Ted shared with us the journey he has taken as an artist creating the role of Mr. Darcy for this production. He said it began when he worked with Melissa Leilani Larson, the playwright, in the workshop of this play during fall semester, 2012. Ted recalls this as a delightful time. He read Darcy for the workshop from the beginning because, he says, “I was the solemnest jerk in the class.” Ted describes watching the script grow as a wonderful process.  For creating the character Ted said, “I had read the book in high school but had never seen any of the films, so I just brought to Darcy what I thought would work. I think Mel’s Mr. Darcy has always been a little funnier, a little more likely to keep a little hidden smile, and also very emotional despite his facade of complete indifference. I’ve enjoyed bringing myself to the character and working with Mel to make something interesting.”

Ted S. Bushman, appearing in BYU's PRIDE AND PREJUDICE

Ted S. Bushman, appearing in BYU’s PRIDE AND PREJUDICE

Ted told us that the other part of the journey took place in rehearsals. “Trust is the key to a good acting relationship, and working with Karli [Karli Hall, who plays Elizabeth Bennet] is a joy because we are such good friends. She and I have become very classical actors in the last year; we played Brutus and Portia in Julius Caesar for Conservatory, which Barta also directed. I think both of us have a deep love of language.  In an early rehearsal, Barta told us that we were machine gun-mouthing it too much, just spitting out the language and not taking time to savor it. We’ve worked together on really attempting to embody these extremely famous characters as ourselves, and I think we’ve succeeded.”

We asked Ted if it’s always been acting for him. “I wanted to act from a young age,” he said. “My siblings were all younger and more adorable than me, and so in order to get my parents’ attention I would make puppet shows, or draw out stories, and just try and get them to listen to what I had to say. My mother put me in a choir, which I hated and eventually led to me studying Musical Theater, which I love.”  Ted also read every book about dragons he could find in the library, and moved on to other types of literature. He writes plays now, composes music, and continues to love acting.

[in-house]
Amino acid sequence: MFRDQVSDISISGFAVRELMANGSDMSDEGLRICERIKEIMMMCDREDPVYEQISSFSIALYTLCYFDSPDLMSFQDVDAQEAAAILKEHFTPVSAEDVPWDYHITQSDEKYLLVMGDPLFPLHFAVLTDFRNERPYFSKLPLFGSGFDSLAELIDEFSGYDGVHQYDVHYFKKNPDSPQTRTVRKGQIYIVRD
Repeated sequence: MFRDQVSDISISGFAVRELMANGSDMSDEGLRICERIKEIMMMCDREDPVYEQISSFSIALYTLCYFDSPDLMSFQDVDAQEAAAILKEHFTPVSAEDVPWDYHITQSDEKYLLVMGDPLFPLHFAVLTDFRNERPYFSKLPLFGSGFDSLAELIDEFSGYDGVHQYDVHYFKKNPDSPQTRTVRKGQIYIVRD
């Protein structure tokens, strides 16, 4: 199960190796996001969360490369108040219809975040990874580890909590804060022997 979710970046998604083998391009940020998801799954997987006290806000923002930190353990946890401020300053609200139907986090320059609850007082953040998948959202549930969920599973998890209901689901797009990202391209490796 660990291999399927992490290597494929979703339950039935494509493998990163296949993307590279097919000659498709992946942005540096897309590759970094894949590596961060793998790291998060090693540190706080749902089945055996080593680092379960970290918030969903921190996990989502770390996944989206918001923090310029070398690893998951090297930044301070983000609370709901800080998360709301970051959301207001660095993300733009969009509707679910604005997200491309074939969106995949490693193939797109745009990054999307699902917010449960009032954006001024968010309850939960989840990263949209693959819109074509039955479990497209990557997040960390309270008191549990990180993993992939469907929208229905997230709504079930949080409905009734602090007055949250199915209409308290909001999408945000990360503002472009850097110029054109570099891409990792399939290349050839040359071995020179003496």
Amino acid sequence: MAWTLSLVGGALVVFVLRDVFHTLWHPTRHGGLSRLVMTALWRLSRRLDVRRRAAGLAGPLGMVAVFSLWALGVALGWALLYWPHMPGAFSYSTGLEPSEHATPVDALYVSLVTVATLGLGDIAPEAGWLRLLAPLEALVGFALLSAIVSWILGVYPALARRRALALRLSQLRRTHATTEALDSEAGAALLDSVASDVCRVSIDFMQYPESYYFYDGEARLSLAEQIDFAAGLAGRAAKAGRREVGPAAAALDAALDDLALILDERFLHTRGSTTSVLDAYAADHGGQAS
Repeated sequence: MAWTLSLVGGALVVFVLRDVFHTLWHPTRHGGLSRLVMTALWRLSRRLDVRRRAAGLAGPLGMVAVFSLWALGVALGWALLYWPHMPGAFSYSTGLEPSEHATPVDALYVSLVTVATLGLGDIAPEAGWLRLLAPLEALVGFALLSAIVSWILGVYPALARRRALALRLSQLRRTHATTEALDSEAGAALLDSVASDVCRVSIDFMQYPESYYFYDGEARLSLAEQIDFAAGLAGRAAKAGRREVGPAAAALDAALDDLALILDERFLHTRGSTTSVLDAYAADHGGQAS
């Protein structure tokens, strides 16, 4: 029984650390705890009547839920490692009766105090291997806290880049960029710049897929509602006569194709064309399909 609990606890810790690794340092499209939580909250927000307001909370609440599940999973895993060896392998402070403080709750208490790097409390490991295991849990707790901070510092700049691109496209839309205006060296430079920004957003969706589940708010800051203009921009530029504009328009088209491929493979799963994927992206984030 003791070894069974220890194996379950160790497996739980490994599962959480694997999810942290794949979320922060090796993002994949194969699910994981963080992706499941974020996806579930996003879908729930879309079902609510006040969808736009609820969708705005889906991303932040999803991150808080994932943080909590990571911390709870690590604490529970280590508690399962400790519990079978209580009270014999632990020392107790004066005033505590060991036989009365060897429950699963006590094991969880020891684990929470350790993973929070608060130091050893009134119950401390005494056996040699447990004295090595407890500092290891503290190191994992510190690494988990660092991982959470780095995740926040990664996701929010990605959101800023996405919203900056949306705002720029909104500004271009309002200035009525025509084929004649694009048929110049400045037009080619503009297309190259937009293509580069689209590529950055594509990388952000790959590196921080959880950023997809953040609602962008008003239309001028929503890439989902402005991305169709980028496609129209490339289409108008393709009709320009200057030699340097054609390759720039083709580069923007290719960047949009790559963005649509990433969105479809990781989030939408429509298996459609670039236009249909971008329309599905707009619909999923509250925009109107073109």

For Ted, part of the message of the play is an affirmation that things can work out in relationships, and that they don’t have to work out in the way expected or in accordance with societal norms. “Everybody says the message of Pride and Prejudice is about first impressions.  I don’t think that, though, or at least that’s not the message that draws me. Mr. Darcy and Lizzie are a match for each other intellectually and socially, despite what others say.”

KARLI HALL, ELIZABETH BENNET, BYU STUDENT

She has a wit that both disarms and pleases…I may find myself in some certain danger.”

Karli is from Seattle, Washington and is a senior in BYU’s Acting Program. “I’m the youngest of five daughters so Pride and Prejudice has always occupied a special place in the hearts of my family members, as the Bennets share that with us. The love and gratitude I have for my family defies the description of human language and has opened my heart up to everything that matters most. It is truly because of them that I’m at BYU right now, pursuing my deepest passion.”

Karli Hall, appearing as Elizabeth Bennet in BYU's PRIDE AND PREJUDICE.

Karli Hall, appearing as Elizabeth Bennet in BYU’s PRIDE AND PREJUDICE.

We asked Karli if it’s always been acting for her. “Since I was a young child, I’ve always been performing and entertaining my family members with songs, jokes, and home movies.” It wasn’t until high school that she began considering acting as something that she might continue doing throughout her life. “I left my few years in the drama club with a new burning pursuit that I took with me to BYU. I knew right away when I got here and took my first theatre class that this was something I wanted and was supposed to be doing, and that BYU was the place I should be.”

Karli shared with us that while she has always loved the theatre, her plans to continue acting outside of university primarily center on film work. “I’ve always been interested in film acting and am grateful that BYU has such a solid film program.”

Some of Karli’s interests include  reading, baking, rock climbing, biking, and expanding her love for music, especially played on lo-fi technology. “A record player stands as one of my most cherished domestic features.” Most of all, she loves spending time with the people she love. “I need them more than I need anything, and I only hope I can give as much support as they’ve given me, especially my husband, who has been the foundation for me amid the storms of the past two semesters. He is truly my Mr. Darcy.”